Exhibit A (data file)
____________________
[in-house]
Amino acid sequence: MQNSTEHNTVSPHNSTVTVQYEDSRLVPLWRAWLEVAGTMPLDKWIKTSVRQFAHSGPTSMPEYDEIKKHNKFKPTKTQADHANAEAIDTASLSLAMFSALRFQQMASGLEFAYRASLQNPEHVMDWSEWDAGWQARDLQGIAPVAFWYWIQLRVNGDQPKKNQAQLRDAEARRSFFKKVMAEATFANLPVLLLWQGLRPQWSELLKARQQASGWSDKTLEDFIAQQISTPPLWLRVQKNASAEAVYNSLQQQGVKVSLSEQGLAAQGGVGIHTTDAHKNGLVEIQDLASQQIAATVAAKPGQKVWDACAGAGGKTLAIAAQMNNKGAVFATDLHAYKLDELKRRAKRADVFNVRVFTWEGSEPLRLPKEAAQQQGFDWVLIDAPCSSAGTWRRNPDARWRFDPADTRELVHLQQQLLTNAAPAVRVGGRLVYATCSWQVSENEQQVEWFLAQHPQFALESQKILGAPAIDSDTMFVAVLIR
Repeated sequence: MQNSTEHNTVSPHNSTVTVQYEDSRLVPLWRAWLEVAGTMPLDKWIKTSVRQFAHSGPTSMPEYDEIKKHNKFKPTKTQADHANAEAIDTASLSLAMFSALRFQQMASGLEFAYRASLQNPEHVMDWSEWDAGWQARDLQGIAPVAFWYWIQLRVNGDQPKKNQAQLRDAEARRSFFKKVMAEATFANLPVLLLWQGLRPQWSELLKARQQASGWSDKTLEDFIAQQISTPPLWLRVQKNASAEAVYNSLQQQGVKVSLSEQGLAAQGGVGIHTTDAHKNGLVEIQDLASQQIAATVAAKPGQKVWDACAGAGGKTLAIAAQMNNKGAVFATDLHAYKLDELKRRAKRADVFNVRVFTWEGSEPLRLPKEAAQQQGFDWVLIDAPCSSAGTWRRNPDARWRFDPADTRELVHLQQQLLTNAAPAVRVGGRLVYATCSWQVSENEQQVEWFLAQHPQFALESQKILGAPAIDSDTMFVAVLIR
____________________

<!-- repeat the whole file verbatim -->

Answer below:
[in-house]
Amino acid sequence: MQNSTEHNTVSPHNSTVTVQYEDSRLVPLWRAWLEVAGTMPLDKWIKTSVRQFAHSGPTSMPEYDEIKKHNKFKPTKTQADHANAEAIDTASLSLAMFSALRFQQMASGLEFAYRASLQNPEHVMDWSEWDAGWQARDLQGIAPVAFWYWIQLRVNGDQPKKNQAQLRDAEARRSFFKKVMAEATFANLPVLLLWQGLRPQWSELLKARQQASGWSDKTLEDFIAQQISTPPLWLRVQKNASAEAVYNSLQQQGVKVSLSEQGLAAQGGVGIHTTDAHKNGLVEIQDLASQQIAATVAAKPGQKVWDACAGAGGKTLAIAAQMNNKGAVFATDLHAYKLDELKRRAKRADVFNVRVFTWEGSEPLRLPKEAAQQQGFDWVLIDAPCSSAGTWRRNPDARWRFDPADTRELVHLQQQLLTNAAPAVRVGGRLVYATCSWQVSENEQQVEWFLAQHPQFALESQKILGAPAIDSDTMFVAVLIR
Repeated sequence: MQNSTEHNTVSPHNSTVTVQYEDSRLVPLWRAWLEVAGTMPLDKWIKTSVRQFAHSGPTSMPEYDEIKKHNKFKPTKTQADHANAEAIDTASLSLAMFSALRFQQMASGLEFAYRASLQNPEHVMDWSEWDAGWQARDLQGIAPVAFWYWIQLRVNGDQPKKNQAQLRDAEARRSFFKKVMAEATFANLPVLLLWQGLRPQWSELLKARQQASGWSDKTLEDFIAQQISTPPLWLRVQKNASAEAVYNSLQQQGVKVSLSEQGLAAQGGVGIHTTDAHKNGLVEIQDLASQQIAATVAAKPGQKVWDACAGAGGKTLAIAAQMNNKGAVFATDLHAYKLDELKRRAKRADVFNVRVFTWEGSEPLRLPKEAAQQQGFDWVLIDAPCSSAGTWRRNPDARWRFDPADTRELVHLQQQLLTNAAPAVRVGGRLVYATCSWQVSENEQQVEWFLAQHPQFALESQKILGAPAIDSDTMFVAVLIR